December 2018: A December to RememberSubmitted by MidWestOne Investment Services on January 2nd, 2019
Let’s start with the positives. As someone who usually spends a lot of time traveling during the holidays, I am very appreciative to whomever paid off Mother Nature this year and allowed us to not only skip the white Christmas thing, but kept temperatures very moderate and enjoyable. I am sure we will get our fill of cold and snow before the winter ends, but I could get used to this type of season.
Now for the not so positive. To paraphrase a car commercial running on television, this has certainly been a December to remember. Last week, the Federal Reserve raised interest rates again but lowered their projections for future increases. That didn’t comfort the markets. Then, Congress failed to strike a deal over the Federal budget and the government partially shutdown (only approximately 5%). Discomfort continued over the weekend as President Trump continued his criticism of the Fed and rumors flew that he was considering firing Chairman Powell (even though he may not have that authority). And our Christmas Eve present was Treasury Secretary Mnuchin’s attempt to calm the markets by asking large banks to confirm their liquidity and looking to create a “Plunge Protection Team”. The attempt didn’t work as we endured the worst stock market decline on Christmas Eve ever, putting us on the edge of a bear market. More positively though, the hoped for Santa Claus rally kicked off yesterday with the largest single day point gain in market history. Can it be sustained? Only time will tell……
I recognize the paragraph with bad news is longer than my good news paragraph about the weather, so here is some additional perspective to the bad news. The average peak-to-trough decline in a midterm election year is 16%. After years of low volatility, this batch of slightly above normal volatility in 2018 doesn’t feel great, but it isn’t outsized or even terribly unusual. And more positive news is that since World War II, the S&P 500 has never declined in the 12 months following a midterm election (18 for 18). One last positive tidbit, over the last few years, we have continually heard how the market was overpriced and the P/E ratios were above historical norms. Well, we fixed that problem with the market pullback, and the P/E ratio for the S&P 500 is now slightly below the long-term average. Many of these stats are compiled from the LPL Research blog, which gives a great look behind the curtain.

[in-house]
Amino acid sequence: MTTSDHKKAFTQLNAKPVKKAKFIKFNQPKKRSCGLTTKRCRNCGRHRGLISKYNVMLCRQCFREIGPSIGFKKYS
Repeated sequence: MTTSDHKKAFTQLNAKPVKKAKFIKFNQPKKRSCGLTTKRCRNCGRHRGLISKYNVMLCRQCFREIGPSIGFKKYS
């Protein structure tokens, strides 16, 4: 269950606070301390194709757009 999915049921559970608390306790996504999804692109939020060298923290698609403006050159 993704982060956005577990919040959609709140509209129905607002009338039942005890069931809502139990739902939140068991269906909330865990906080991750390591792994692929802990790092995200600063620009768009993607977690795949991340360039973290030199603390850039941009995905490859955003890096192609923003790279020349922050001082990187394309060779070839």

All of this, the good, the bad, and the ugly provide strong reminders of the importance of planning. Most of us have plans for the simplest things in our lives. It only makes sense to have a plan for one of the most important things, our financial security.
And finally, here is the link to the outlook for 2019 from LPL Research. There is still hope for us
We look forward to our continued partnership in 2019 and beyond. Please be sure to let us know if we can help you with any questions or concerns you may have.
The opinions voiced in this material are for general information only and are not intended to provide specific advice or recommendations for any individual. All performance referenced is historical and is no guarantee of future results. All indices are unmanaged and may not be invested into directly.